Matthew Gage, an evolutionary ecologist whose work informed the fields of sexual selection, sperm competition, and gamete biology, has died. While the cause of his death has not been publicly released, an obituary written by his University of East Anglia colleagues and published in Animal Behavior noted that Gage downplayed his illness and continued working until shortly before his death on January 15 of this year. He was 55.
“Matt never left anything to chance and was a thorough experimentalist and converted those experimental findings into compelling, interesting stories,” Ramakrishnan Vasudeva, a postdoc in Gage’s lab, tells The Scientist in an email. “I vividly remember even during [his] final experiment, [in] late 2021, his enthusiasm never waned through those difficult final days, his curiosity was always shining through, studying the finer details from our results.”
Gage spent decades of his career using fish and insects—particularly the red flour beetle (Tribolium castaneum)—as model systems to probe sexual selection. After completing a bachelor’s in zoology at the University of Manchester in 1989, he stayed on, studying under sexual biologists Robin Baker and Mark Bellis. For his dissertation, Gage researched the mechanisms of sperm competition dynamics in a range of insect species, producing at least two additional, notable papers that revealed for the first time how male insects adjust ejaculate size depending on their socio-sexual environment and their perceived risk of competition. According to his obituary, “this was an astonishing finding at the time but one that has now been repeated across a vast number of taxa.”
Following his graduation with a PhD in 1992, Gage received a fellowship to carry out research at the University of Liverpool, working alongside another early proponent of sexual selection, Geoff Parker. Together, and in conjunction with many collaborators, the two produced several influential papers establishing fundamental aspects of sperm competition. Gage’s work expanded to include fish and mammals, although insects remained a favorite system of his. In a broad study of butterflies, he found that sperm evolve to be longer—an energetically expensive process—in species with higher sperm competition, while in another study of the moth Plodia interpunctella, he noted that higher population density prompts males to disperse rather than invest in reproduction.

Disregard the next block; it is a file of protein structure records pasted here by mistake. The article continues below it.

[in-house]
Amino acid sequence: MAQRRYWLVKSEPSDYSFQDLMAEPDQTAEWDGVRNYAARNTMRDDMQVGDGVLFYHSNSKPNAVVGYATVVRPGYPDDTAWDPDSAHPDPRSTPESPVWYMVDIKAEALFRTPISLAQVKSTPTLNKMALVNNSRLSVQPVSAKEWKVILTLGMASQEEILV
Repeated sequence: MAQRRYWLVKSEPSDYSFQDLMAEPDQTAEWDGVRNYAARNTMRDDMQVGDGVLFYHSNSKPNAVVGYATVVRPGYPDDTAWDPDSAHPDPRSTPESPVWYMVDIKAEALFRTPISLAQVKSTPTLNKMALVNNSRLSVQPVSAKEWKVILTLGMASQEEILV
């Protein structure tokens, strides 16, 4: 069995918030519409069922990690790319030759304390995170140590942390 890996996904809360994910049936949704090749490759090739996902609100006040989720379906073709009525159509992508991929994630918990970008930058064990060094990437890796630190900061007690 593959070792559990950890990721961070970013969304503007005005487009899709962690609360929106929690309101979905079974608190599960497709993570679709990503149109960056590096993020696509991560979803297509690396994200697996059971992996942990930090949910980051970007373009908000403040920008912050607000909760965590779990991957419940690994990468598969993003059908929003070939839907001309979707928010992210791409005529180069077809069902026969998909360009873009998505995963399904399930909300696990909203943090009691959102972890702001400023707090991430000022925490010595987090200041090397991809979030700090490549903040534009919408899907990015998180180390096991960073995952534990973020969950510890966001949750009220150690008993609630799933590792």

In 2002, Gage joined the faculty at the University of East Anglia, where he remained for the rest of his career. His lab continued to focus on sexual selection and postcopulatory sperm competition, but in recent years, Gage had started to study how these processes might play out on larger scales. In papers published since 2015, he noted how mating patterns and sexual selection could guard against extinction. One study, published in Nature, involved Gage’s lab breeding multiple colonies of red flour beetles under varying levels of sexual selection in order to reveal how the evolutionary history of sexual selection affects species at a population level. The group found that lineages evolving under histories of strong sexual selection were able to persist, whereas lines experiencing weak histories of selection went extinct. These findings demonstrated the importance of sex in removing deleterious mutations despite its energetic costliness. More recently, Gage conducted lab-based experiments that suggested climate change may have sublethal effects on sperm that could compromise populations.
Alongside his scientific findings, Gage is also remembered for his leadership and mentorship. He served as treasurer for the Association for the Study of Animal Behaviour beginning in 2012, leaving the society in “a very strong financial position” to support its members’ career progression, according to the obituary written by his colleagues.
In another obituary, published in Evolution, several members of Gage’s lab recall his generosity and good humor. “Though his untimely passing has shocked everyone within the community, Matt leaves behind a deep and rich legacy at the University of East Anglia where he worked for two decades, in the research fields which he drove forward, and in the minds of his many students and mentees who have gone on to diverse success, inspired by his passion for science and his easy style,” they write. Outside of his science, Gage had unique hobbies, they add: his passion for the natural world made him a world-renowned falconer and falcon breeder. “That he climbed to the very top of such disparate disciplines speaks to his great strength of character and gentle charisma, which will be sorely missed by all who knew him.”
Gage is survived by his wife, Silvie, and their two children.